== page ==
• Comprehensive 12-month course with accredited qualification
• Dunbia keen to keep critical skill alive as demand for local beef rises
• 60% reduction in independent butchers in last 25 years

Highland Meats of Saltcoats has today launched their new Butchery Academy in collaboration with Scottish Meat Training. The new programme, lasting between twelve and fourteen months, will provide education in what is a dying trade in the UK. With the demand for local beef rising, Highland Meats’ owner Dunbia wants to ensure that the future of the industry is protected through teaching and upskilling.

According to the Office for National Statistics, there are now approximately 6,000 independent butchers in the UK but that is down from around 15,000 in 1990. Dunbia has recognised the important role butchers play in communities in providing top quality, local meat and have launched the Butchery Academy with Scottish Meat Training to protect and enhance this vital industry.
Hands-on training is central to developing butchery skills, and Dunbia’s re-development work at Highland Meats over the summer has created the perfect place for the apprentices to hone their skills. The apprentices will start off by learning the basics of trimming and the different cuts of meat as they progress through the course. Craft Butchers from Scottish Meat Training will be visiting Highland Meats to assess the apprentices’ performance as they work toward a Level 2 accreditation in food and drink operations (meat skills). This accreditation is a recognised qualification across the industry.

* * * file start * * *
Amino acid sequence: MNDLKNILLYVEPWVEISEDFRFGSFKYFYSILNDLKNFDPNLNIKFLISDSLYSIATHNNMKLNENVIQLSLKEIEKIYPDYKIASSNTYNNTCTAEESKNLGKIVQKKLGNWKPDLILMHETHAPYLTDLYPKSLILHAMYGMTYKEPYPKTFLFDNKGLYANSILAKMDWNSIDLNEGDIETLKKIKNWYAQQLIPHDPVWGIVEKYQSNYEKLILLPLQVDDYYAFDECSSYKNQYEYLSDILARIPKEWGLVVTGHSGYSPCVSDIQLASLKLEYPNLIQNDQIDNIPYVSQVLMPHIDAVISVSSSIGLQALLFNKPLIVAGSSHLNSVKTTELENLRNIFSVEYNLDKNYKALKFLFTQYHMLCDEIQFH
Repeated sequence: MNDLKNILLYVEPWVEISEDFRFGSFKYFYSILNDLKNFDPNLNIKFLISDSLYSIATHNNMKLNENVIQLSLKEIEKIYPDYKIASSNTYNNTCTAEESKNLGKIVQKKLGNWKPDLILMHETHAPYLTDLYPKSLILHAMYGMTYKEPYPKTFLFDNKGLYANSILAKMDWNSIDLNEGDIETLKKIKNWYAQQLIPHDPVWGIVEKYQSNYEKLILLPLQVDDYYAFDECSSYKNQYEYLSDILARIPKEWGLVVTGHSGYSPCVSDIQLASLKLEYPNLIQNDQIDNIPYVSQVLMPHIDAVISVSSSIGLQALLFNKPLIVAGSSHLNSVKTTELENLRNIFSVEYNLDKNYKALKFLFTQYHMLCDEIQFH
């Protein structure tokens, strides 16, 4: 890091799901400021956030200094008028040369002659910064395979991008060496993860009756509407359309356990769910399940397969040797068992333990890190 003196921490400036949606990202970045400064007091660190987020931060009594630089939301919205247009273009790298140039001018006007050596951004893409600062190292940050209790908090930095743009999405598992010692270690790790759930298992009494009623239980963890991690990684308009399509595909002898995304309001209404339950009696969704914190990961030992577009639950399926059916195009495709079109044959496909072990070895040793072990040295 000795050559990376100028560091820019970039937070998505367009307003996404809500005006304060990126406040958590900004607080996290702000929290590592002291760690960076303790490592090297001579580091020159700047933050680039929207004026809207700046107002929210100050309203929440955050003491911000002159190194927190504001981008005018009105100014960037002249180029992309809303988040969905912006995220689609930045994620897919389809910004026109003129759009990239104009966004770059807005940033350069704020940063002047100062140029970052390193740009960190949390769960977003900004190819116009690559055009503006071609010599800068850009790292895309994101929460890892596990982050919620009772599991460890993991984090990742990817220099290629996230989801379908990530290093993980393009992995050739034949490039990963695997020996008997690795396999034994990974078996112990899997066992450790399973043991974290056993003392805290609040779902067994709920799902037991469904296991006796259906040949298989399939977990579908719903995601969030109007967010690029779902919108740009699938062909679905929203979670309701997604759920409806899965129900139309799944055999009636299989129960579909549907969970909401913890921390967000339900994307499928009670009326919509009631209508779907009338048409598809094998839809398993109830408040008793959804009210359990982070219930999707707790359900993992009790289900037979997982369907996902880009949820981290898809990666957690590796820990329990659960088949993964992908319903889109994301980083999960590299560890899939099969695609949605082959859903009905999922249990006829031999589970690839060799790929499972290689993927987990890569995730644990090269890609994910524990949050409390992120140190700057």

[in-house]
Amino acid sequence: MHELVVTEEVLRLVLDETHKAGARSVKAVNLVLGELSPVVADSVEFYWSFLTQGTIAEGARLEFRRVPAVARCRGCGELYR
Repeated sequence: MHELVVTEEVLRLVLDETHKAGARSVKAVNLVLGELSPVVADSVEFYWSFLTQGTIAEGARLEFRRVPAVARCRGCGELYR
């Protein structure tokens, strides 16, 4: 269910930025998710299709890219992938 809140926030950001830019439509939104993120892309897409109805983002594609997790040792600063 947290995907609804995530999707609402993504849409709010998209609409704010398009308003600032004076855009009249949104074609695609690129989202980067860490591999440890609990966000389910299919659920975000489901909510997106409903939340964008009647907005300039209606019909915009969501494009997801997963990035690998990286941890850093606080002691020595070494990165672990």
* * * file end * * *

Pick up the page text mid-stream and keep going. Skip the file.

Speaking at the launch of the Butchery Academy Steven Dobson, Butchery Academy Manager at Highland Meats, said:

“With demand for quality local beef constantly rising, we want to ensure that butchery as a profession can keep pace with this trend. For something which was once a hugely desirable vocation, butchery has been declining in recent years, particularly amongst young people. Dunbia is keen to attract people to the profession, as well as upskill those already working in it, so that top quality produce remains accessible to the consumer. I wish all of our new apprentices’ the best of luck in their studies”.